JASON MATTHEW WALKER/Lake City Reporter
Fort White's Lynce Stalnaker (2) launches the ball away from Columbia's Michaela Burton
(28) in a game on Dec. 6.


Lady Indians win
4-0, Boys fall 9-3
to Oak Hall.

By TIM KIRBY
tkirby@lakecityreporter.com

FORT WHITE It was
senior night for Fort White
High girls soccer and the
Lady Indians spread the
wealth in a 4-0 win over Oak
Hall School.
The Lady Indians
(11-7-2) honored seniors
Deanna Hart, Rebecca
Onarati, Ali Wrench, Caitlin
Congi, Amy Mathews and
Virginia Vasquez.
Onarati and Wrench
scored goals. It was the first
of the season for Wrench
who came out of her goal-
keeper spot to play up
front.


The other goals were
scored by Kimmie Congi
and Alexa Hatcher.
The Lady Indians also
got assists from Kasey
Blanchard, Cheyenne
Patterson, Caitlin Congi
and Lync6 Stalnaker.
Fort White used the vic-
tory as a tune-up for the
start of the district tourna-
ment on Monday. The Lady
Indians play Newberry High
at 4 p.m. Santa Fe High is
hosting the tournament.
The boys trailed 5-0 at
halftime then scored three
goals after intermission.
Anthony Gonzalez scored
two goals and Colton Jones
also scored.
The Fort White boys
will hold their senior night
at 7:30 p.m. on Thursday
against Hamilton County
High.


Dunking district foe


CHS makes easy


work of Stanton


Prep, Yellow


Jackets up next


By BRANDON FINLEY
bfinley@lakecityreporter.com

Columbia High only
needed one quarter to take
control of Friday's district
contest against Stanton
Prep in a 66-47 win.
The Tigers jumped out
to a 24-7 lead as offen-
sive rebounds converted
into easy shots for
Columbia.
Laremy Tunsil grabbed
most of his nine rebounds
early, including three on
the offensive end to help
the Tigers get off to their
quick start. Tunsil finished
with eight points in the
game.
"What really helped us
was (Marcus) Amerson's
nine points in the first
half," Columbia.- head
coach Horace Jefferson
said. "Laremy was a beast
on the inside and we really
set a tone early."
Amerson finished with
14 points in the contest.


FROM THE SIDELINE








Brandon Finley
Phone:(386) 754-0420
bfinlj)tloake'tyreporter.com

IAt this point in
time can you
turn anywhere
without
hearing
something you don't
already know about Tim
Tebow?
Well, here's your
chance.
Ifts a long shot, but
Tebow could become the
first person in history to
accomplish this feat.
Tebow has already
claimed championships in
high school and college.
The Jacksonville
product claimed a state
championship during his


Tre Simmons had 11
points as the only other
Tiger in double figures.
Nigel Atkinson scored
seven, Taylor Veins had
six, Javonta6 Foster had
five and Monte Tisdale
had four points.
Wayne Broom and
David Morse each scored
three points. Broom added
seven rebounds all com-
ing in the fourth quarter.
Shaq Johnson had two
points.
The Tigers (14-3, 6-0)
welcome in St. Augustine
High at 6:30 p.m. tonight.
Columbia looks to stay
on top,, of the district
againstfthe one-loss Yellow
Jackets.
'Tonight was a game
we were supposed to win,"
Jefferson said. "We're the
king of the mountain right
now. Everyone else is com-
ing to knock us off. It's
our job to make sure that
we keep defending the
mountain."


# JASON MATTHEW WALKER/Lake City Reporter
Columbia High's Javontae Foster (5) plays defense against a Robert E. Lee player on Dec. 9.


Tebow could be first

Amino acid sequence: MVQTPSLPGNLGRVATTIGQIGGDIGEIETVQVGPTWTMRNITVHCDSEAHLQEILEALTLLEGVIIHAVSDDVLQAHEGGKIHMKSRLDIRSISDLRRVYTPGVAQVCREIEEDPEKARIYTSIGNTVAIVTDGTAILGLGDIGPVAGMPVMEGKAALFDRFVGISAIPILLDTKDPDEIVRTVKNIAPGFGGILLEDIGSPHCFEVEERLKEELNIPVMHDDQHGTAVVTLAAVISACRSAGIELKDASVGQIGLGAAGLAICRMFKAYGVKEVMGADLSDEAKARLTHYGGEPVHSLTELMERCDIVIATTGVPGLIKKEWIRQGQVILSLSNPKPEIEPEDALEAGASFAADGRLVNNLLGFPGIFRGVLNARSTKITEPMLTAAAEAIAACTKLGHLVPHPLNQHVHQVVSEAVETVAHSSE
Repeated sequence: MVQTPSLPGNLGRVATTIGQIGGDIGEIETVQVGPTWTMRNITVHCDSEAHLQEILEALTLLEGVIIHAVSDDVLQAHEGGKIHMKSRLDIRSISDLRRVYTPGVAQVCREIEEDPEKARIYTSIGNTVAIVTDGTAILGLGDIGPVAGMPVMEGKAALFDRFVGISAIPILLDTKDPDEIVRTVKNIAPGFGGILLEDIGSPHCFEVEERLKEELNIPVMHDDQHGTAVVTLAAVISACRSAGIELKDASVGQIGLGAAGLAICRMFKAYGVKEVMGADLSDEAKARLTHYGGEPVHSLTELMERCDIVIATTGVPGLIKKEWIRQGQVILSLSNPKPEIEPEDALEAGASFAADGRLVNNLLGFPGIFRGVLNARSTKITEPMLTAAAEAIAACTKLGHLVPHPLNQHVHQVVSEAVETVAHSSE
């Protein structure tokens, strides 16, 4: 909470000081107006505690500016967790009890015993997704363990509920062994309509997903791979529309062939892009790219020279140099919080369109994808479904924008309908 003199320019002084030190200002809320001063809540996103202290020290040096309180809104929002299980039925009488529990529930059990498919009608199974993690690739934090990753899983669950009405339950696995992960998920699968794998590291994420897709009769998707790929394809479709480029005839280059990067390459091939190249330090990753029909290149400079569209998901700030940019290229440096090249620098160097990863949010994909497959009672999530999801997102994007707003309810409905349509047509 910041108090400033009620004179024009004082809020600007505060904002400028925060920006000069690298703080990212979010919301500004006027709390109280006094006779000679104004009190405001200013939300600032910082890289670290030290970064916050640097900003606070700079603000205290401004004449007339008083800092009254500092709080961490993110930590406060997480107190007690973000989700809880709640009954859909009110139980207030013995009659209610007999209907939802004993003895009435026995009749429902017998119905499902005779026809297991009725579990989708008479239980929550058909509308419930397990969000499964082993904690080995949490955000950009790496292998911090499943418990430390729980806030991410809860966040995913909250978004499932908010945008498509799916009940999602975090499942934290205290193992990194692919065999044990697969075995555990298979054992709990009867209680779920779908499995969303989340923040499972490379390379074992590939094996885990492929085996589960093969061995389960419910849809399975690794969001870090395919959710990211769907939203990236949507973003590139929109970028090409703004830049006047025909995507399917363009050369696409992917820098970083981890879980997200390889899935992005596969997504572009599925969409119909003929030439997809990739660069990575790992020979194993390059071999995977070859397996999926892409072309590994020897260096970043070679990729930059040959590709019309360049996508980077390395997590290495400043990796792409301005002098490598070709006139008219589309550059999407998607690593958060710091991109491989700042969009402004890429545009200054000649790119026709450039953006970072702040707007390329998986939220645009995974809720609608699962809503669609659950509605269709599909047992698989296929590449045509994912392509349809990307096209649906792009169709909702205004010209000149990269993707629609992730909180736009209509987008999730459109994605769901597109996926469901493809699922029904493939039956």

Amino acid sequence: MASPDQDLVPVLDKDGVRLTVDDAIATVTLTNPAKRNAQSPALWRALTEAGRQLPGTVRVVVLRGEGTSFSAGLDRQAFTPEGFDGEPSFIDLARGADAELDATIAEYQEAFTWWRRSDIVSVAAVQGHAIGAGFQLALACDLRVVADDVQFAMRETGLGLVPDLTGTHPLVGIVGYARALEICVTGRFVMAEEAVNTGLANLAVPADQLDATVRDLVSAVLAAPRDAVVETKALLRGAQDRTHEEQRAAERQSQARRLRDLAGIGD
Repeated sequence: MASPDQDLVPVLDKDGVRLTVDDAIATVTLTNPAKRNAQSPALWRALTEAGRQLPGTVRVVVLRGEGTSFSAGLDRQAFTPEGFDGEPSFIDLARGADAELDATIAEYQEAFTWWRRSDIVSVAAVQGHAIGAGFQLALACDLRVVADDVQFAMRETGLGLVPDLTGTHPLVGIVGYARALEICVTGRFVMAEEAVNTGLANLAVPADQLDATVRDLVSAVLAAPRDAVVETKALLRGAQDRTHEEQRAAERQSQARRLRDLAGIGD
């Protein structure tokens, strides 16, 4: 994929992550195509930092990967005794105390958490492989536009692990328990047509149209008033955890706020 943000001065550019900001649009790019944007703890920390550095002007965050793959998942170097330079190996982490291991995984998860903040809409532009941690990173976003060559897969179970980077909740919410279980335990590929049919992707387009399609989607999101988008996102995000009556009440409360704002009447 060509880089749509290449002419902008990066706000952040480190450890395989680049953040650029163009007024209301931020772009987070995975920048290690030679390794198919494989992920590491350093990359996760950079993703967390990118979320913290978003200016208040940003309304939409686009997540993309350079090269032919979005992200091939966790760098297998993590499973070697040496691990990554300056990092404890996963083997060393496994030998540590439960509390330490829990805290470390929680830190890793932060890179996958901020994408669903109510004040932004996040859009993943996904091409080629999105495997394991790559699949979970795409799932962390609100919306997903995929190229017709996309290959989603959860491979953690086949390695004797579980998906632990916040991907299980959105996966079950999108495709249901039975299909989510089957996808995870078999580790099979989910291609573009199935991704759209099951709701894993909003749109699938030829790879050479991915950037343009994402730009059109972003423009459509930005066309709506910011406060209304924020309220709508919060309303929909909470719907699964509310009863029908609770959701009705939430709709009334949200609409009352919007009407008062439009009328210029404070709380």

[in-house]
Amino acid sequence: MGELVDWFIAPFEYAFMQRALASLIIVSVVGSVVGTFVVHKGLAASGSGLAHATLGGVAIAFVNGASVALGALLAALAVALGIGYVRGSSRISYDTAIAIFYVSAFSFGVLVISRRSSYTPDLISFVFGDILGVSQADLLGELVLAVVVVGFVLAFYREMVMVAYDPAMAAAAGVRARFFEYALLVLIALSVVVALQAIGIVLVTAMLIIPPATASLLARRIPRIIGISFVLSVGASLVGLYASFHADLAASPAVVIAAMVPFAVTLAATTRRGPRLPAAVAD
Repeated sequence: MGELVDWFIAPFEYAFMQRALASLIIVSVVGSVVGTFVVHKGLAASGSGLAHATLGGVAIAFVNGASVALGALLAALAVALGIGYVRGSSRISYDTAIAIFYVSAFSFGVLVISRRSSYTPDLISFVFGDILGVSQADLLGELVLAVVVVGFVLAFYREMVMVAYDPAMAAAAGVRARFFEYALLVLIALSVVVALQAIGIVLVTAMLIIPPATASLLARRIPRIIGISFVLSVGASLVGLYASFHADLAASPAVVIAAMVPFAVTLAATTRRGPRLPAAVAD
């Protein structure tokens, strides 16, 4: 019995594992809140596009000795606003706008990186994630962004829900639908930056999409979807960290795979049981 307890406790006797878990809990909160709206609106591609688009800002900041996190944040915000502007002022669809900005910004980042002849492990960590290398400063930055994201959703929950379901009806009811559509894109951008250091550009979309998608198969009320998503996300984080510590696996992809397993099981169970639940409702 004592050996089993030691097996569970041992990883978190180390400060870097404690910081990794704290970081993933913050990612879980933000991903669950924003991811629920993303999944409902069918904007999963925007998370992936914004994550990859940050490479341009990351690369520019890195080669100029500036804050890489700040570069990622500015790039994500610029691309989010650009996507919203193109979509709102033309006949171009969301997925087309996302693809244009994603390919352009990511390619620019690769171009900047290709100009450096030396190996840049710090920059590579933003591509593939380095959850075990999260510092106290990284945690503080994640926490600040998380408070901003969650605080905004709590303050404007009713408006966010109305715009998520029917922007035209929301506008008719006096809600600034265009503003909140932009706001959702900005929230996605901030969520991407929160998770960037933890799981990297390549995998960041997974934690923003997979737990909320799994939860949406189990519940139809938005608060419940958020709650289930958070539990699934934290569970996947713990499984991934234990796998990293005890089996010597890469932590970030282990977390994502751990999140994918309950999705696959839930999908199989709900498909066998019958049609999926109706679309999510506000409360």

senior season at Nease
under former Columbia
High coach Craig Howard
before his time with the
Tigers.
At Florida, Tehow
captured two national
titles. He also won a
Heisman Trophy.
One championship is
still his for the taking. Hell
have a tough road leading
his team to the finish line
with the New England
Patriots next up.
If Tebow can guide
the Broncos to three
more wins, however, he
will be the first person
in history to win a state
championship, national
championship, Heisman
Trophy and Super Bowl
Championship.
Four players have won
national titles, a Heisman
Trophy and Super Bowl
ring.


Tony Dorsett was the
first to complete the task
with the Dallas Cowboys
in 1977. He was the first
player to win a national
championship one year
and follow it up with a
Super Bowl.
Marcus Allen completed
the task with the Los
Angeles Raiders as he
broke off the longest run
in Super Bowl history
in 1984 with a 74-yard
scamper against the
Washington Redskins.
Allen's record would
hold until Willy Parker
broke it by a single yard
with the Pittsburgh
Steelers in Super Bowl XL.
In recent years, two
more players were added
to the prestigious club.
Reggie Bush joined with
the New Orleans Saints
two years ago as part of
their magical run.


Just last year Charles
Woodson became the first
player on the defensive
side of the ball to join the
club. Woodson won the
Heisman as a defensive
back over Peyton Manning
in 1997 at Michigan during
his senior season.
But after a little
research, it looks like
Tebow could be the first to
add state champion to that
list of accomplishments.
Many think he's
already received divine
intervention during his
playoff run.
There are more than a
few bizarre instances to
show that he could have
God on his side.
Last week marked the
three-year anniversary
of wearing eye black
on his face against the
University of Oklahoma in
the national championship


game that pointed out one
of the Bible's most famous
verses.
The verse was John 3:16.
Is it coincidence or divine
intervention that Tebow's
316 passing yards came
three years to the date of
Tebow honoring God?
In my belief, God has
more important things
to worry about than the
outcome of a football
game, but if Tebow's
success brings more to his
faith, could God be helping
Tebow?
To become the first
to accomplish the
championship (and
Heisman) feat on three
levels, Tebow might could
use a little help from the
man upstairs.

Brandon Finley covers
sports for the Lake City
Reporter.


I" '